Not long ago, Jenn Deon was morbidly obese and deeply frustrated that her every attempt to shed weight was ending in failure.
That all changed four years ago this week when Deon underwent bariatric surgery to remove 85 per cent of her stomach.
She had what's called a "gastric sleeve" procedure, effectively preventing her from overeating.
"I can't actually sabotage myself by eating a large amount of food," she said during an interview with the St. John's Morning Show on Tuesday.
The surgery turned her life around.
The 43-year-old marketing and communications consultant can now cross her legs, ride roller-coasters, and has plenty of energy to exercise and play with her children.
'I can't actually sabotage myself by eating a large amount of food.' - Jenn Deon
She can avoid the embarrassment of asking for seatbelt extenders, and has discarded her blood pressure medication.
And she rarely has to visit a massage therapist or chiropractor anymore.
"It's a tool that allows you to keep the weight off and keep your health going," she said.
Frustrated by long wait list
Deon is now an outspoken champion of bariatric surgeries as an effective way of dealing with obesity, and saving the health-care system money in the long-term.
And when Michael Fleet of St. John's went public with his story last week, she understood his frustrations more than most.
"It is a frustrating wait when you're facing such large health issues," she said.
Fleet has a serious abdominal hernia, and must undergo bariatric surgery in order to lose enough weight to get the hernia removed.
But he faces a three-year wait for surgery.
There are more than 300 people ahead of Fleet on a wait list, and he believes many of those cases are not as urgent.
Calling for reduced wait times
Deon has sympathy for Fleet's plight, but is not surprised.
With the exception of Ontario, where extra funding has reduced wait times, Deon says most provinces have a five- to seven-year wait list for bariatric surgery.
As such, she said it's very difficult to triage the wait list for bariatric surgery.
"While he has a very obvious problem, the person next to him could have high blood pressure and could have a heart attack the next day," she said.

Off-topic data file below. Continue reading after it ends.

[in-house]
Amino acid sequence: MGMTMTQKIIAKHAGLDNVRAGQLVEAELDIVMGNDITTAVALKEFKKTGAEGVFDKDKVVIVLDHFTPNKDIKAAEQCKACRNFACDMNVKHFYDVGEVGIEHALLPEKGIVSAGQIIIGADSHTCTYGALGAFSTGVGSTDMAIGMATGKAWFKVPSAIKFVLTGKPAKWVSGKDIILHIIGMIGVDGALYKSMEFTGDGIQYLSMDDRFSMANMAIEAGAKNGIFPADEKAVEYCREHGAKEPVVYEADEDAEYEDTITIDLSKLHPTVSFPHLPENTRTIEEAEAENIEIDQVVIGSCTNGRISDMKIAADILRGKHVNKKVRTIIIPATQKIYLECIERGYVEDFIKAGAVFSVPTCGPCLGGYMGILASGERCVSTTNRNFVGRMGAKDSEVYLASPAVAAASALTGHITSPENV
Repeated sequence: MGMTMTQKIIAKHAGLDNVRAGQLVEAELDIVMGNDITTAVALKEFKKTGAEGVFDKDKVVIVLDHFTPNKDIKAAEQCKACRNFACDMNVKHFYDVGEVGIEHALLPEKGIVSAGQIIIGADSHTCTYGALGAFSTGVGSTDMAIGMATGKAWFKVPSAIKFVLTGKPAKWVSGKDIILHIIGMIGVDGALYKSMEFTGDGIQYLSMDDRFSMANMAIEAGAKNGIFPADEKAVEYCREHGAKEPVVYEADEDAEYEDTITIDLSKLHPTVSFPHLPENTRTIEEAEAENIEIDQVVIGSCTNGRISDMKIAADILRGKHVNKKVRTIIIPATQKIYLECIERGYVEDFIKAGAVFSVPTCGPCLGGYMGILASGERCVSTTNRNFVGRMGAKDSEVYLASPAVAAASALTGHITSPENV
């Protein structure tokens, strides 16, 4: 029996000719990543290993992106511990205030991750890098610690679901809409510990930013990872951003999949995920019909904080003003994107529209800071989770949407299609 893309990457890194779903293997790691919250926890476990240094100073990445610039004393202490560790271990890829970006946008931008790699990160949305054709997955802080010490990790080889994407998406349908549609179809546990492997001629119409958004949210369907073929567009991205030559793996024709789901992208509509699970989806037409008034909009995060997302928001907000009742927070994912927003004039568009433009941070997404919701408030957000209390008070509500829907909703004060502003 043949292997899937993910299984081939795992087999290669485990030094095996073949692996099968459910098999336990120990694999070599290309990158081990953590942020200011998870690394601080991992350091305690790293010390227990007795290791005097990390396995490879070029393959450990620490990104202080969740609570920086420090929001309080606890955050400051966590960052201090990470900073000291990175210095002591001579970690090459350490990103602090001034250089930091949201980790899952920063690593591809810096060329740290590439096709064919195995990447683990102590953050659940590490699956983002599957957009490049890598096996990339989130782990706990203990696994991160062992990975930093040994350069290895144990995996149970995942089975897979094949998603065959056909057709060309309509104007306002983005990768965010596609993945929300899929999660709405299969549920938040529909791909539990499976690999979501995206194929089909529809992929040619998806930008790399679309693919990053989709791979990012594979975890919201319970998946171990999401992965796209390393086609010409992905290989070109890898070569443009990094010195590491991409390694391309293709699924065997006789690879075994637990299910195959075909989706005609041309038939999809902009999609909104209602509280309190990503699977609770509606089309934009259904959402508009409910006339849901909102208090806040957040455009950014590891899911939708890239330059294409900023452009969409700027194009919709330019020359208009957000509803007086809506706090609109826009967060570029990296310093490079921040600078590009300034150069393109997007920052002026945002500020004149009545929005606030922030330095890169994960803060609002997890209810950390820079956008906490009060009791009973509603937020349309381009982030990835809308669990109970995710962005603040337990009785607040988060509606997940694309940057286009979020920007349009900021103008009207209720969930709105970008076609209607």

Deon said "everybody" who has qualified for bariatric surgery faces serious health challenges related to obesity.
She said the best solution to Fleet's problem is increased funding in order to reduce the wait list.
She said the up-front investment would pay off because it would mean fewer health complications for those who have the surgery.
"The money we save in health care by offering the surgery is incredible," she said.
Less of a burden
Deon describes herself as a perfect example, saying she is "much less of a burden (on the health system) now."
Deon's story is similar to many who undergo bariatric surgery.
By her late 30s, she weighed 122 kilograms (270 pounds).
She tried dieting and exercise to shed the extra weight, but failed every time.
She was eventually carrying so much weight that she was unable to exercise, and her blood pressure was dangerously high.
"I had a family and I ... just said, 'this is ridiculous," she said.
A visit to her doctor changed everything. She was told bariatic surgery was a "great idea."
Four years later, her quality of life is fantastic.
Not an easy way out
But bariatric surgery has its share of critics.
Some describe it as an "easy way out" for people with obesity, and believe a dramatic lifestyle change is the best answer.
But that is next to impossible, said Deon.
Through her research, she learned that only six per cent of obese people can return to a healthy weight and keep it off.
"Most people can't do it on their own," she said. "The stats just don't bear it out."
Deon created a private Facebook page for people who have undergone the surgery, and others who are waiting to have it done, though she stresses, "we are not a pre-surgery group."